Valnir Narinsson of the Longbeard Clan is a cleric of Grungni. He is a towering 4'10" dwarf with brown hair and grey eyes. He has a long beard tucked into his belt and coming out of a dwarf-faced belt buckle. His chosen weapon is a pick-axe (scan below).

Backpack contains: Book of Grudges (see below), blanket, tinderbox, iron rations, leather scroll case, waterskin, pewter tankard, crowbar, small hammer, and iron spikes.

Purse: Jewel of Power, coins

Belt Pouch: Pebbles

Necklace: Mithril pick (holy symbol)

Robes: Dark grey embroidered with a pick symbol.

Favorite spell (to date): Assault of Stones

Book of Grudges: Igor Erisitov from Brestikvia, Elizabeth Aitmatov (who is also possibly a witch), Sarah Littlefoot, Sakhaz Ironbeard (deceased).

Friday, November 23, 2012

Alternate D&D Setting: Were-Priests

A while back I posted about my friend's home-brewed world for D&D 2e. I have some of his notes. Here's the write up on the were-priests:

History of the Were-priests

After the great rebellion, the ex-slaves frantically sought means to keep the Dragon Lords at bay. One faction of humans thought that only through a strict militant state would they hope to hold off the hordes of the Dragons. Another faction sought to reclaim the might of human magic and a reassertion with their ancient gods. Finally this faction split also into Mage and Priest classes. Few sects of priests remain for they felt a call from their gods to go to a distant land and many followed their gods fearing to lose them once more. The largest sect to remain was the were-priests, men and women who changed form at will as well as call upon the animals of the wild. The Were-Priests have many sects within their religion; the largest of these are those of Bear, Wolf, Eagle, Rat, Crow, and Stag. Though there are many more sects these are the most numerous. It is not counted among them to be less if an adherent does not fit into one of the more powerful groups, for one’s sect is not chosen by the follower but by their god. Their god gives them a spirit guide in a spirit form and they are only able to change into that form.

Sects: Bear, Wolf, Eagle, Rat, Crow, Stag, Panther, Lion, Cougar/Mountain Lion, Vulture, Fish-Various (merfolk), Shark (merfolk), Seal, Sloth, Squirrel, Coyote, Dog (Dom.) Horse, Goat (Satyr).

Thursday, November 22, 2012

On Miniatures

Miniatures aren't just about the RPG. It is a wonderful little side-hobby, collecting and painting. It is something you can do with just one or two people if you can't get the whole group together to play. Painting parties are fun, even if the whole group is there. It's nice to take a break from the game sometimes. I love the minis.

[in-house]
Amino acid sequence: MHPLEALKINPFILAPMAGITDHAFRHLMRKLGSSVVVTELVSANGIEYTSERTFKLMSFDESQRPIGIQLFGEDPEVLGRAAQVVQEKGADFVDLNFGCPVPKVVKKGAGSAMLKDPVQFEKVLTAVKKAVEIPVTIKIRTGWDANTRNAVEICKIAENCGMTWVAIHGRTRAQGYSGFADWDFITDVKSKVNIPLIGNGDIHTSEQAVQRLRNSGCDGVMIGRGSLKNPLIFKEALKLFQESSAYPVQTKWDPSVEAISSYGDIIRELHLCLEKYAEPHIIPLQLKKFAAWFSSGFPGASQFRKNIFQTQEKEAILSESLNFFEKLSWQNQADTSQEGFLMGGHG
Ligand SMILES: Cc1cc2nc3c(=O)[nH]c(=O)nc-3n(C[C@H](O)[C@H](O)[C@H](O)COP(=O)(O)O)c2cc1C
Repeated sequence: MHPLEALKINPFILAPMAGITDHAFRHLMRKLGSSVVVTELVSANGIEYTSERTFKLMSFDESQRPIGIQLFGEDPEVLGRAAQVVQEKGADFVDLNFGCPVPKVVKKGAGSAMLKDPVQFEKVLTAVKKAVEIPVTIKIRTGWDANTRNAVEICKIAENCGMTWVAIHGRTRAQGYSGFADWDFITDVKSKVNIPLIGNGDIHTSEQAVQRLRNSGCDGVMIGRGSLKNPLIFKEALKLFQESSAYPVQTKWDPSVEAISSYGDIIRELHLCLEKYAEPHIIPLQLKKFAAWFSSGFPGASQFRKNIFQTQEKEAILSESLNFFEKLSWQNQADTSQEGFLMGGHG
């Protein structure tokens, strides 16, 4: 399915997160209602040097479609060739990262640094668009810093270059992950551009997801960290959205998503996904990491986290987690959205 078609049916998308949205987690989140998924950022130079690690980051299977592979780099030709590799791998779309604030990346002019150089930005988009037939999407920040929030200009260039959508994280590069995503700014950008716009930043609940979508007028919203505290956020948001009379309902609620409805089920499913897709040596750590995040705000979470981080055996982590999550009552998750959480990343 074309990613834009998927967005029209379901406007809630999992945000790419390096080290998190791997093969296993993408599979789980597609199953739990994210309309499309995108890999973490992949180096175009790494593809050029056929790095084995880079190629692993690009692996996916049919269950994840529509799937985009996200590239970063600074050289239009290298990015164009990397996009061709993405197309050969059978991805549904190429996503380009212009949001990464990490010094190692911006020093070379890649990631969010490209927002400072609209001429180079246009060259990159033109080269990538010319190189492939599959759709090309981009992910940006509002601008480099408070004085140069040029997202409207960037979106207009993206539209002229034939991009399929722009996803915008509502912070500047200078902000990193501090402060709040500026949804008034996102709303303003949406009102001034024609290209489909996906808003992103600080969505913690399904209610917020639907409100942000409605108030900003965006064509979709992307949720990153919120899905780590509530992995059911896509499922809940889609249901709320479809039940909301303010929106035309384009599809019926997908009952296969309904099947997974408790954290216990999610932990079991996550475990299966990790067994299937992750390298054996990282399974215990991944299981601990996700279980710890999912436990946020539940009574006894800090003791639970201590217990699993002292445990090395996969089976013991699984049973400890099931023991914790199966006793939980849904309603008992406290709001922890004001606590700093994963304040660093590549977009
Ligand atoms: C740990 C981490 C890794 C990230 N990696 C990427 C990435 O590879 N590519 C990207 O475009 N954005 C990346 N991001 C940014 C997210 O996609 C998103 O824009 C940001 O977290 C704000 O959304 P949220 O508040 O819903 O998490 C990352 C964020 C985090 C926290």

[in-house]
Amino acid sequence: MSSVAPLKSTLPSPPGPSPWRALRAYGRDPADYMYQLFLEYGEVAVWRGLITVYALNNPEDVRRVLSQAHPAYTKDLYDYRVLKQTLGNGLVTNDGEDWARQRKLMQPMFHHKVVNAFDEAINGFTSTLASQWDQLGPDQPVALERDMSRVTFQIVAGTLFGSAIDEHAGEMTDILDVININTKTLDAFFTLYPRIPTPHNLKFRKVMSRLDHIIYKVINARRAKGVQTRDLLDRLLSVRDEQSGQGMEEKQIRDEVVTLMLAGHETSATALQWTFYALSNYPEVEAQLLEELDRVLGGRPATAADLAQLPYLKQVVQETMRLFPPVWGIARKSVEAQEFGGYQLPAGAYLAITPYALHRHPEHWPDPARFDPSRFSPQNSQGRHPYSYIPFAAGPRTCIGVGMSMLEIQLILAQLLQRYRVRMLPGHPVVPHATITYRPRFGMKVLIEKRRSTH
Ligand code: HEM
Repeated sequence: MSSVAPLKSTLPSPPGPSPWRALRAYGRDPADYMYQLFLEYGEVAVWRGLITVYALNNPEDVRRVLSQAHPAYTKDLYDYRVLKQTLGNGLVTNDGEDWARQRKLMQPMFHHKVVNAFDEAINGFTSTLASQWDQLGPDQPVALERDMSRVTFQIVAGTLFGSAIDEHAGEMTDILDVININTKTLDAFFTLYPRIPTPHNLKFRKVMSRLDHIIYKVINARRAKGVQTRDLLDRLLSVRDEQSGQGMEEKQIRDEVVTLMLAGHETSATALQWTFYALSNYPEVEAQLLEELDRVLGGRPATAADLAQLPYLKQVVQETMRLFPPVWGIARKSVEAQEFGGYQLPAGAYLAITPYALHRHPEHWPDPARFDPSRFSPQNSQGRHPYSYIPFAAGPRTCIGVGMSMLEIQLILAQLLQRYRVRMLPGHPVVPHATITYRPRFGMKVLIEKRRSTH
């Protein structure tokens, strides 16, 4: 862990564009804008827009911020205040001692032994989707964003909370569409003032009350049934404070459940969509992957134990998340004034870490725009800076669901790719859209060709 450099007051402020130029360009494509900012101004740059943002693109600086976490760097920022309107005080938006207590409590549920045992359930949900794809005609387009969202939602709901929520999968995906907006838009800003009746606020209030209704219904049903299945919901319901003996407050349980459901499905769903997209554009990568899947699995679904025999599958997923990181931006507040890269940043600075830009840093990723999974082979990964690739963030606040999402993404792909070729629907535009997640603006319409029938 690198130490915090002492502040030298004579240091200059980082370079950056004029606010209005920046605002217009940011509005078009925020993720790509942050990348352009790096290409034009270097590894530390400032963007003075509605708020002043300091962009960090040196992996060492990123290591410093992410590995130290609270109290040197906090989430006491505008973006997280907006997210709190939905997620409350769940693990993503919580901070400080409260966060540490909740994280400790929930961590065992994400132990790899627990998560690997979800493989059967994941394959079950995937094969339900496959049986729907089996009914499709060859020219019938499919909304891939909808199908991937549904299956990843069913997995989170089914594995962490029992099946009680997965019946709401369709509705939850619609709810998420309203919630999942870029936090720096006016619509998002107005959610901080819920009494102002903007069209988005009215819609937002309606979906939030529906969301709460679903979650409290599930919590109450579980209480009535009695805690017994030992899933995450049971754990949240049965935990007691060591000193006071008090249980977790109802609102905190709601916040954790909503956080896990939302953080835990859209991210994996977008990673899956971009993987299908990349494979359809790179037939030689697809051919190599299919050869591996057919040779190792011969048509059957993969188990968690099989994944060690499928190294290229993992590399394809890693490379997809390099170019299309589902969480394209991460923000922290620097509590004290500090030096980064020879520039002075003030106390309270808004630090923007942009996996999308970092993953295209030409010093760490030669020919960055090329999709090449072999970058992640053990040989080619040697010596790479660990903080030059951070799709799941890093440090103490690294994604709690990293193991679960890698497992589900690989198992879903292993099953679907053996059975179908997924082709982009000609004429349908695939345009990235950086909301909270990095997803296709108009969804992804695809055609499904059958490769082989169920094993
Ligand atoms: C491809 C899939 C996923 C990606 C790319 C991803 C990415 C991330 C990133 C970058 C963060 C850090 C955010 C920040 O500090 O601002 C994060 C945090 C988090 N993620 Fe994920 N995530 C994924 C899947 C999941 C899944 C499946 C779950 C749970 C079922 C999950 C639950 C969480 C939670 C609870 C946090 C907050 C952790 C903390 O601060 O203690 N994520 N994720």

Wednesday, November 21, 2012

Gygax Magazine Expectations

Since my brain is foggy (it has been a long week already), and the buzz going around is the return of TSR and the revealing of Gygax Magazine, I thought I'd weigh in with my thoughts and expectations.

(Aside: I hope you're not hearing about it now for the first time. Heh. This blog is not a good place to keep up with current events.)
Gygax is a gaming magazine for new and old players alike .We are looking forward to the games of tomorrow and today, while preserving the traditions and history that got us where we are now.
Our articles and features cover current independent and major publisher games such as Pathfinder, Savage Worlds, The One Ring, Shadowrun, Godlike, Labyrinth Lord, Marvel Heroic Roleplaying, Warhammer 40k Roleplay, Traveller, and others, as well as classic out-of-print games with a modern following, like AD&D, Top Secret, and Gamma World.
 My thoughts on the magazine are summed up in this: I only play one of the games listed above. AD&D. Even then, it depends on which edition (though I hate to be like that). I may have the PHB and assorted books from every edition, but I only regularly play 2nd edition. I wouldn't mind playing 1st or OSRIC or BECMI or LBB, but I really haven't had that opportunity.

Dragon Magazine was great for me (in the 90s). Most of the articles contained usable information that I could port over into my game. A gaming magazine described in the quote above seems like it will be too filled with a variety of games I don't play to really entice me.

Hopefully reality proves different than expectations.

Tuesday, November 20, 2012

Tell Me About Your Thief

What is your thief's name (&/or alias)? What does he/she specialize in? What are some grand heists you've perpetrated (you can interpret this however you like).

Friday, November 16, 2012